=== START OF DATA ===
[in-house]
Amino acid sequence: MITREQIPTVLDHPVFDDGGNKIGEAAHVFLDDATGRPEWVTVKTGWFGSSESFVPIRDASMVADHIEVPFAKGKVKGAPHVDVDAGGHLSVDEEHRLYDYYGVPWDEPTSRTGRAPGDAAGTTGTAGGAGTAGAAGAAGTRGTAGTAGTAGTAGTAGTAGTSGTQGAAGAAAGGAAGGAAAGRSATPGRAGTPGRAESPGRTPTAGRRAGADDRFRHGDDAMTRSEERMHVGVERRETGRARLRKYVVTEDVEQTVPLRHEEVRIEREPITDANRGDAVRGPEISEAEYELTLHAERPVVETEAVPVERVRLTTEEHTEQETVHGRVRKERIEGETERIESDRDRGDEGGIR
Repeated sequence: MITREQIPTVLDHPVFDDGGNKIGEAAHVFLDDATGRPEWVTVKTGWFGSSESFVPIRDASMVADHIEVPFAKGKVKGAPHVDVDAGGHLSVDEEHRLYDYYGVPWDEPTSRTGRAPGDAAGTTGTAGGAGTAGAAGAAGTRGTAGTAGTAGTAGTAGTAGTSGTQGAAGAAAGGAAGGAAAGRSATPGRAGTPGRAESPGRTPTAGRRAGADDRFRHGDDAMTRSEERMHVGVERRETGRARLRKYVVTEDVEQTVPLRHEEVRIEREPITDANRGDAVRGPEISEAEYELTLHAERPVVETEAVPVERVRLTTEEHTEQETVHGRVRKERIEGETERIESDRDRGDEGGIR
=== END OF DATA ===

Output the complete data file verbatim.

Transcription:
[in-house]
Amino acid sequence: MITREQIPTVLDHPVFDDGGNKIGEAAHVFLDDATGRPEWVTVKTGWFGSSESFVPIRDASMVADHIEVPFAKGKVKGAPHVDVDAGGHLSVDEEHRLYDYYGVPWDEPTSRTGRAPGDAAGTTGTAGGAGTAGAAGAAGTRGTAGTAGTAGTAGTAGTAGTSGTQGAAGAAAGGAAGGAAAGRSATPGRAGTPGRAESPGRTPTAGRRAGADDRFRHGDDAMTRSEERMHVGVERRETGRARLRKYVVTEDVEQTVPLRHEEVRIEREPITDANRGDAVRGPEISEAEYELTLHAERPVVETEAVPVERVRLTTEEHTEQETVHGRVRKERIEGETERIESDRDRGDEGGIR
Repeated sequence: MITREQIPTVLDHPVFDDGGNKIGEAAHVFLDDATGRPEWVTVKTGWFGSSESFVPIRDASMVADHIEVPFAKGKVKGAPHVDVDAGGHLSVDEEHRLYDYYGVPWDEPTSRTGRAPGDAAGTTGTAGGAGTAGAAGAAGTRGTAGTAGTAGTAGTAGTAGTSGTQGAAGAAAGGAAGGAAAGRSATPGRAGTPGRAESPGRTPTAGRRAGADDRFRHGDDAMTRSEERMHVGVERRETGRARLRKYVVTEDVEQTVPLRHEEVRIEREPITDANRGDAVRGPEISEAEYELTLHAERPVVETEAVPVERVRLTTEEHTEQETVHGRVRKERIEGETERIESDRDRGDEGGIR